First of all, I'm not running track (not city street either, but mostly road), and I'm not picky enough to blame the front suspension on my issues.
Also, at 80 Kg I'm not a heavy guy, so I guess there's stuff to tackle before that.

About a riding school, damn, I'd kill for there to be one but there's no such thing here.

@Honkeystyle hit another point I was wondering about. How are the stock Bridgestones? I'll still be cautious when riding in cold or damp weather, or with not warmed up tires, but can the stock rubber be trusted to lean without worries?
I'm not talking about knee dragging. I'm nowhere near that skill level so that's not what I'm expecting.
I just want to know that if I can trace the curve properly with the bike, putting the needed lean on it won't get me lowsiding.

From all the answers, though, I have to say that what most resonated with me is this:

I'm just scared of only finding out the limit by going over it.

But as everyone has said, it's probably only practice that will make it go away.

I'll do my best to try to overcome the fear of pushing on the handlebars.
That puts me on edge like I can't tell you.

Again, thank everyone for the tips and words of encouragement.
The Bridgestone S20 are great tires and great for all-around sporty street riding. The S20 EVO is even better now... these tires have ok tread life with multi compound rubber and plenty of grip and traction in dry and wet :)

Buy and read these books:

http://www.amazon.com/Sport-Riding-Techniques-Develop-Confidence/dp/1893618072 (wow, glad I got my copy back I lent a friend, I only paid $10... price went up. Used like new... my OCD kicked in because the cover is slightly worn now xD )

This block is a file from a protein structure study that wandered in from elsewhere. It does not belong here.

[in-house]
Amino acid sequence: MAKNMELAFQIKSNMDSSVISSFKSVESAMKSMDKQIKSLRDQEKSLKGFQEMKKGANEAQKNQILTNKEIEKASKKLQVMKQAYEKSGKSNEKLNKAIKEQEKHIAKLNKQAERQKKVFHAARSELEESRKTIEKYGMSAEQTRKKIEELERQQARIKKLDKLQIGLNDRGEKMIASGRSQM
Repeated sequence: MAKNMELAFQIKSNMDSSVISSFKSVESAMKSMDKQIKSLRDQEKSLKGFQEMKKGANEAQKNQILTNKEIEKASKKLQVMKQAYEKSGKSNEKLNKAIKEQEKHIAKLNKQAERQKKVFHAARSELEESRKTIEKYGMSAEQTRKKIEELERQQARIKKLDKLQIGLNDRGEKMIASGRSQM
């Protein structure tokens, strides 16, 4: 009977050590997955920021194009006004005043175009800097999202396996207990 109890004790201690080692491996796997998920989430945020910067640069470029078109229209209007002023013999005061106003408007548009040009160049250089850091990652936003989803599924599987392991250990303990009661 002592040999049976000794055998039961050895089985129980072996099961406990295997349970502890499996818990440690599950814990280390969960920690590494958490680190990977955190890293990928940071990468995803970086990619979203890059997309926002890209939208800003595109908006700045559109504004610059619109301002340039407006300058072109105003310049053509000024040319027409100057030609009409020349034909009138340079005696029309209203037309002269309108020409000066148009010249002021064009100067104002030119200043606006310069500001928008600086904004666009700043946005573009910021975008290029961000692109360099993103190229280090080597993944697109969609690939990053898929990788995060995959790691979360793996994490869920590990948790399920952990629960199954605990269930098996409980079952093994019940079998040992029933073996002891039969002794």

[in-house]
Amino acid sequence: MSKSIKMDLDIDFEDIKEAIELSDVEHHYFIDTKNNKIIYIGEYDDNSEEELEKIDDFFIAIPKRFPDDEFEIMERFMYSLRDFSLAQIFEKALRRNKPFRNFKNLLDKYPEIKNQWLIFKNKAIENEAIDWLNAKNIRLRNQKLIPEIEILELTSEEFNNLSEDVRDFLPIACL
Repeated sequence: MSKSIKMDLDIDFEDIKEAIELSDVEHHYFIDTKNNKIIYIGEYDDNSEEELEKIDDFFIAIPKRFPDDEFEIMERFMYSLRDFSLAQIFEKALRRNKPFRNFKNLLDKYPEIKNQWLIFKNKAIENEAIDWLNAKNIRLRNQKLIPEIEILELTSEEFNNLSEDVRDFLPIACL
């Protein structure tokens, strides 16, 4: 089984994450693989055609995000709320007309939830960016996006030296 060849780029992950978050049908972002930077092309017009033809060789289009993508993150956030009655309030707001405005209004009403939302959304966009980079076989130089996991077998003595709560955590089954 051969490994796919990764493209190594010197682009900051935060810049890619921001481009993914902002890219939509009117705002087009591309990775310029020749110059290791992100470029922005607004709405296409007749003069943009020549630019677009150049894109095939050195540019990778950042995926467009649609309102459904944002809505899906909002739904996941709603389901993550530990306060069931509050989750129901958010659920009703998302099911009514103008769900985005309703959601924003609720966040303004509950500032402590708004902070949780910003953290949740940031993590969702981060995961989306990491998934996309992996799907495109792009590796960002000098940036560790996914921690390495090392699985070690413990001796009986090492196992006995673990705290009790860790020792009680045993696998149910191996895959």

http://www.amazon.com/Twist-Wrist-V...45537490&sr=1-1&keywords=twist+of+the+wrist+2
 

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Discussion Starter #15
If you approach that limit nice and slow, you'll probably get an opportunity to barely exceed it without completely losing your bike...then you'll know where the limit is.
That's what I'd like to believe.
My fear is getting into a catastrophe with no previous warning.
 

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Discussion Starter #17
I will. Thanks!

Keep the advice coming, guys!
 

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First thing I always check if handling feels a bit off if tyre pressures check them against the manual. Once the three are warm and your on a well surfaced road the chances of you lowsiding are tiny unless your trying to trail brake. The bike and tyres will be scraping legs before they let go I think more seat time on a nice road you know and just get more used to the bike
 

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Find a nice set of corners, the big caveat is they also have limited objects that would cause a sudden stop. Speed doesn't kill it's the sudden stops. (most times)

Figure out a good time there will be limited traffic. Run the road, turn around repeat.
After you run the road dozens of times you can work on body position and noting speed.

Once you become familiar with your corners you will find it easier to go faster, not much faster but a little. Say 1 mph or 2 kph. Run the corners a dozen more times once you get comfortable bump it up again.

At some point your going to have to live with the limitations of street riding.
The street isn't the track, you can't control several very important and life threatening conditions, namely cars, trucks coming the other direction. Some very easily could be in your lane.
(I've encountered this very event several times) but was not traveling much over the posted limit, which if I was trying to accomplish what your doing would not have been the case.

Consider what it will take to move, or at least what's needed to do vacations where you could explore the track.
They have track schools that provide motorcycles.

Don't push it to hard on the street. Please, it's not the place.